Working late tonight? See how you stack up against workers from other countries with this online tool from the BBC: Link
The data is gathered from 34 developed nations by the Organisation for Economic Co-operation and Development (OECD). They're quite interesting in and of themselves:
A look at the average annual hours worked per person in selected countries puts South Korea top with a whopping 2,193 hours, followed by Chile on 2,068.
British workers clock up 1,647 hours and Germans 1,408 - putting them at the bottom of the table, above only the Netherlands.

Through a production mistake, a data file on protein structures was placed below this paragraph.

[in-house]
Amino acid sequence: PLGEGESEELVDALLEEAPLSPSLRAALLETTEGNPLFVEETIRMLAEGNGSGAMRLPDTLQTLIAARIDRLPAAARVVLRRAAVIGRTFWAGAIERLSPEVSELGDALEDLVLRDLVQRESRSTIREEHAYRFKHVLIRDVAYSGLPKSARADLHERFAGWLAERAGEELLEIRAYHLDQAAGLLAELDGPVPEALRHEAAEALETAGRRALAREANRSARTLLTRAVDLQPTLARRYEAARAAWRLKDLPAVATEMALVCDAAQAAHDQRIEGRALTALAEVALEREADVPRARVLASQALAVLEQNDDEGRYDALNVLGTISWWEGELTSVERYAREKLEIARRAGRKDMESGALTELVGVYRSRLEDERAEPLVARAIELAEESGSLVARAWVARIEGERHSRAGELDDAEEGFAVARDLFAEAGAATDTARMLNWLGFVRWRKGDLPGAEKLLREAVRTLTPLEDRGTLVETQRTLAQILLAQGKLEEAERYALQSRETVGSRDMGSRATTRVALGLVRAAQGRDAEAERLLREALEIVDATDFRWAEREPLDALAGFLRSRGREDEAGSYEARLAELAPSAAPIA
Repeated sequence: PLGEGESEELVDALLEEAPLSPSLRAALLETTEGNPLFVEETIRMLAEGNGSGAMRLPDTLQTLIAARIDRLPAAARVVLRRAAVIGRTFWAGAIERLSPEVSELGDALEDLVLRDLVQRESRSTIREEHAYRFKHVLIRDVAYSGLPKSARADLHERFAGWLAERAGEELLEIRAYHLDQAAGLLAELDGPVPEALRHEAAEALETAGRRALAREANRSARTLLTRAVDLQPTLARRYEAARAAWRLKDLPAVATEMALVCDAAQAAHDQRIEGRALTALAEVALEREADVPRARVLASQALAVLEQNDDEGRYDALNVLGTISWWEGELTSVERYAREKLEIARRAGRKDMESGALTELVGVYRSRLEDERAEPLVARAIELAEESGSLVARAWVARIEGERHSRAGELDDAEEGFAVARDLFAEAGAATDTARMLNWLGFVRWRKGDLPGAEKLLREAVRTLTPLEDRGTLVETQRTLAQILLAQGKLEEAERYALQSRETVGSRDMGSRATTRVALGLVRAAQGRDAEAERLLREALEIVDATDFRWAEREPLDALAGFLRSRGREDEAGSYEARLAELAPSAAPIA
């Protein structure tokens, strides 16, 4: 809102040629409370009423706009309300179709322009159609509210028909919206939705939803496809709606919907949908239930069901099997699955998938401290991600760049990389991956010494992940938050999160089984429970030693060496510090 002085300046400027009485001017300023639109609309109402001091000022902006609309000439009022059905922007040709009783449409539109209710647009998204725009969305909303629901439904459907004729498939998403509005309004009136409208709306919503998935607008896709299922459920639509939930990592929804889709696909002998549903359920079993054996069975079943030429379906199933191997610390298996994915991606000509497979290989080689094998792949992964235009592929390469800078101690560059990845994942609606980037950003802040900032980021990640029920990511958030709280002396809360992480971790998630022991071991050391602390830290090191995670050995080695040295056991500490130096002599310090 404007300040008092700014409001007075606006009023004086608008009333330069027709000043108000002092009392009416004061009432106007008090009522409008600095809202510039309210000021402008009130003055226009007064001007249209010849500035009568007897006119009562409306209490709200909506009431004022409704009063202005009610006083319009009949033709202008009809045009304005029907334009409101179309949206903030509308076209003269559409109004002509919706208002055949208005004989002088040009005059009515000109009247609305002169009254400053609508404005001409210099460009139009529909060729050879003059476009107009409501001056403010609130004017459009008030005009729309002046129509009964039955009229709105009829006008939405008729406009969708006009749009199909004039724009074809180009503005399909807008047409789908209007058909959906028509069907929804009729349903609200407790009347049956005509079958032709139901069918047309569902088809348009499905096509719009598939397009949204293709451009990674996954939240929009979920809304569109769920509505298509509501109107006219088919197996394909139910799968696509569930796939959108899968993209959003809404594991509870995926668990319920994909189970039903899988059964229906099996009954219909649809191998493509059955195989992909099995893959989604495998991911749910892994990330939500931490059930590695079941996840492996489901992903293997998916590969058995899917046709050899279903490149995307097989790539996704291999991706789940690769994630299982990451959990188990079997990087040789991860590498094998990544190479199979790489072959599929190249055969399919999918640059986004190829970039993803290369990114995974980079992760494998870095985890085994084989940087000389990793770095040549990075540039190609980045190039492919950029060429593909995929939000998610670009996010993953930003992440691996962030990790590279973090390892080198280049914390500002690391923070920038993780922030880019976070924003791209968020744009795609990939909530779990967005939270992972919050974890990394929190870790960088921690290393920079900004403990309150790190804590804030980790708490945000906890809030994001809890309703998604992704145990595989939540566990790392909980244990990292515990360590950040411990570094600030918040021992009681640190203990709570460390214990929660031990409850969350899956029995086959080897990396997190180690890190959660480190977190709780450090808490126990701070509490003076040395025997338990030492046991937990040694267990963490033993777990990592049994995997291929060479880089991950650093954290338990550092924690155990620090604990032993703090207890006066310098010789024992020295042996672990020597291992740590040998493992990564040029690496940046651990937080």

Greek workers have had a bad press recently but, as we reported in February, they work longer hours than any other Europeans. Their average of 2,017 hours a year puts them third in the international ranking
But working long hours doesn't necessarily mean working better:
"Generally speaking, long working hours are associated with lower productivity per hour. Workers are working very long hours to achieve a minimum level of output or to achieve some minimum level of wages because frankly they're not very productive," Messenger says.
Wesley Stephenson of BBC News has the complete report: Link